Disrupting the Humanities. 10 12 kaltheuner. Investing in Humanities Publishing. To be honest, I didn’t know what to expect when I arrived at the headquarters of the Association of American Universities in Washington, D.C. early last week to take part in a discussion about a new model for open access digital monograph publishing in the humanities.
The meeting, organized by a Task Force convened by the AAU, American Association of University Presses, and the Association of Research Libraries, included an impressive group of directors of university presses, deans of libraries, and academic administrators. I was there to represent Michigan State University. In February, Provost June Youatt asked me for feedback on the Task Force’s proposal to establish a sustainable model by which long-form humanities scholarship could be published in a digital open access format. The proposal called for up-front institutional funding for the open access publication of manuscripts accepted through standing AAUP best practices for peer review.
I was enthusiastic. The Costs of Publishing Monographs. The University Press business model faces numerous challenges today, with revenues under pressure due to a host of factors, from the decline of bricks-and-mortar stores and shifting library purchase patterns to the still emerging distribution and revenue models made possible by digital books.
Over the last few years, certain forces have emerged and intensified—federal mandates for Open Access, declining sales reach, and the desire of university presses to build a greater audience for scholarly works—encouraging university presses to seriously consider what it would take to make their scholarly monographs openly available. In April 2014, The Andrew W. The Cost to Publish a Monograph is Both Too Low and Too High – IO: In The Open. A Taxonomy of University Presses Today. There is an effort afoot in the university press and higher education communities to transition humanities monographs to open access, which to some is a vital element of repositioning humanities fields to take a more public role.
Ithaka S+R colleagues have played a role in developing cost estimates for monograph publishing, several presses have led subvention modeling, and others have reflected thoughtfully on the broader transformations in business models that a shift to open should be expected to yield. While costs and business models are essential, they are not the only puzzle pieces. Open Access Week - October 24 - 30, 2016. L i b r a r i a. Politics in academic publishing: past to present. [This post by Anna Gielas first appeared on TheStudentBlog at PLOS on 14 June 2016] “Academic publishers make Murdoch look like a socialist”.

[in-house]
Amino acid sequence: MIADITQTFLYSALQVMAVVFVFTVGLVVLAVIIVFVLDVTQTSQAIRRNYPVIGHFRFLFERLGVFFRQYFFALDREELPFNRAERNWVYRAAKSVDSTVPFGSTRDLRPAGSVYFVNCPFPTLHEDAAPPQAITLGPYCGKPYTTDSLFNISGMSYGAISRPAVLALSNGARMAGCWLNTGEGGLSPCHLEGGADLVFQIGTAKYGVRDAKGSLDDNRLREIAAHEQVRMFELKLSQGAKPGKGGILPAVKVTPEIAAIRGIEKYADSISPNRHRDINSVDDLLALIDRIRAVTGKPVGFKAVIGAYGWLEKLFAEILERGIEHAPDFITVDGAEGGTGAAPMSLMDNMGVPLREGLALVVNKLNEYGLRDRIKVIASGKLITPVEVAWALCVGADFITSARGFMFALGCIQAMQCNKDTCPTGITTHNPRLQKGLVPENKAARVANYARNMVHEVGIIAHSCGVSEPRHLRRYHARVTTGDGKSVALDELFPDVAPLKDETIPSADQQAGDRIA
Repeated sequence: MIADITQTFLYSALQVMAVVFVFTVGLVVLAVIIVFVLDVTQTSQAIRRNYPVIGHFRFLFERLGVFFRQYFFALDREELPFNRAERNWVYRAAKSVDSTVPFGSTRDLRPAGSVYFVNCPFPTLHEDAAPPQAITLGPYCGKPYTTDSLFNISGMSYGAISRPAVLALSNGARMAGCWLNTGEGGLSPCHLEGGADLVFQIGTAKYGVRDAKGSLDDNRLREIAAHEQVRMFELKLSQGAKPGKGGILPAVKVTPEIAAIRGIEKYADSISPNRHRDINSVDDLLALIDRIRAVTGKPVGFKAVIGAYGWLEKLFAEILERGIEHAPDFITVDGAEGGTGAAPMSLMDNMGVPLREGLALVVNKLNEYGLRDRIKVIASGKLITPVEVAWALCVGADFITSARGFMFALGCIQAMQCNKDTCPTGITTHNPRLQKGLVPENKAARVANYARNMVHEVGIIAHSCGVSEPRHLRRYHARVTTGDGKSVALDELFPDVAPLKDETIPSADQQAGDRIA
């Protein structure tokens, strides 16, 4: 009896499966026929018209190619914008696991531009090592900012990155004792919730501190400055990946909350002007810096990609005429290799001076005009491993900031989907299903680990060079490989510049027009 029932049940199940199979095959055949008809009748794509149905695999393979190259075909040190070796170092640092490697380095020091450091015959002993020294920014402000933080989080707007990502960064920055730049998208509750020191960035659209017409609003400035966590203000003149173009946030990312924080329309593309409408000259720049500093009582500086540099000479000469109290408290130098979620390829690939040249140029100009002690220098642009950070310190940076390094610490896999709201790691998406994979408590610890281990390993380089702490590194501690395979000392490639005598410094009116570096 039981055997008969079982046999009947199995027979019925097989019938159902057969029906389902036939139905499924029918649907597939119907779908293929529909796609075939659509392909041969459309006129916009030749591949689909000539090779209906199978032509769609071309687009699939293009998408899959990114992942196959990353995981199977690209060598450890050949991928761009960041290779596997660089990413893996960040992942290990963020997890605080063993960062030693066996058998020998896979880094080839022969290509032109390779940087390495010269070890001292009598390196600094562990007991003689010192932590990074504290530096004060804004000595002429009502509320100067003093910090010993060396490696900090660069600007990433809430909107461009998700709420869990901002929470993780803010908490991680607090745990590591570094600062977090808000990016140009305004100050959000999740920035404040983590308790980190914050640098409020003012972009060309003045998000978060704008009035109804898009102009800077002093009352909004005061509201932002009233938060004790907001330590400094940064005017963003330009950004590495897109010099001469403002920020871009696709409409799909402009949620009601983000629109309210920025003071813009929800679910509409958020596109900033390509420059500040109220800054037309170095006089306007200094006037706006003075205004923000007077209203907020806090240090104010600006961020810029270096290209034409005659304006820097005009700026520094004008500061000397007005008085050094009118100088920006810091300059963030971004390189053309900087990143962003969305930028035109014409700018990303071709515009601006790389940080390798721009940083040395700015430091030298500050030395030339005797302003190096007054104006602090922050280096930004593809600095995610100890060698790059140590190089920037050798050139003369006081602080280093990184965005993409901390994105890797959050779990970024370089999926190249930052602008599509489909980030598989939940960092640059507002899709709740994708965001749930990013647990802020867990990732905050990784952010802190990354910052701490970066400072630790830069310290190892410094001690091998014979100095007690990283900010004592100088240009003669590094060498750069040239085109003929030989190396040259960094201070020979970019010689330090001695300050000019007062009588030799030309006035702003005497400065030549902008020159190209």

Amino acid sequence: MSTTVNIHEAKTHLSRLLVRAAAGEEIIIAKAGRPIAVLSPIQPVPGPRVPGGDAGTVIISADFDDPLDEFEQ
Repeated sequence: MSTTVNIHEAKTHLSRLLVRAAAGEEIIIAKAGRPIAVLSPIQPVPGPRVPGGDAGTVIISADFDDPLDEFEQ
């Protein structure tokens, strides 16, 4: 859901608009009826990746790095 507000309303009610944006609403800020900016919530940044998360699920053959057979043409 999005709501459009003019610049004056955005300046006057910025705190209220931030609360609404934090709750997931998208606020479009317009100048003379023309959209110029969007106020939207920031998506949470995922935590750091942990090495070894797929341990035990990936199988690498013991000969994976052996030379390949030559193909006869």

This is the title of a Guardian opinion piece from 2011– and it is hardly the strongest critique of the academic publishing industry. Academic publishing tends to stir up controversy within scholarly and scientific communities. Sometimes it provokes individuals, like graduate student Alexandra Elbakyan, to take matters into their own hands. Elbakyan created Sci-Hub, a database of pirated academic articles, and is now facing charges for copyright infringement.
This lawsuit has fueled more discussion about how to change and improve upon the current publishing system. Proponents of the status quo maintain that traditional academic publishers such as Elsevier, Springer,Wiley-Blackwell Publishing, and Taylor & Francis shield academics from “predatory” journals whose numbers have increased throughout the last years. Open Access Scholarly Publishers Association. Blog Archives - OASPA. Blog Archives - OASPA. Overview of Open Access Publishing. Open Access publishing means providing content free online to readers while supporting operations by financial models that permit this free electronic distribution.
Open Access Journals: business models. Open Access journals are published under a variety of business models.
Costs need to be covered and there are various ways of doing this. Of course, the lower the cost base, the easier it is to develop a way of doing business that is sustainable. Welcome to OAPEN. Log In. That is the argument Elsevier made, supported by a raft of industry amicus briefs, when it filed suit against Ms.
Elbakyan, resulting in an injunction last fall against her file-sharing website, Sci-Hub. “It’s as if somehow stealing content is justifiable if it’s seen as expensive, and I find that surprising,” said Alicia Wise, director of universal access at Elsevier. “It’s not as if you’d walk into a grocery store and feel vindicated about stealing an organic chocolate bar as long as you left the Kit Kat bar on the shelf.” But since a federal court order isn’t enforceable in Russia (Ms. Elbakyan won’t confirm where she is exactly), much less on the Internet, Sci-Hub continues to deliver hundreds of thousands of journal articles per day to a total of 10 million visitors. In response to the suit filed against her, Ms. “That is very different from the music or movie industry, where creators receive money from each copy sold,” Ms. Mr.
Following Mr. Until the system changes, Ms.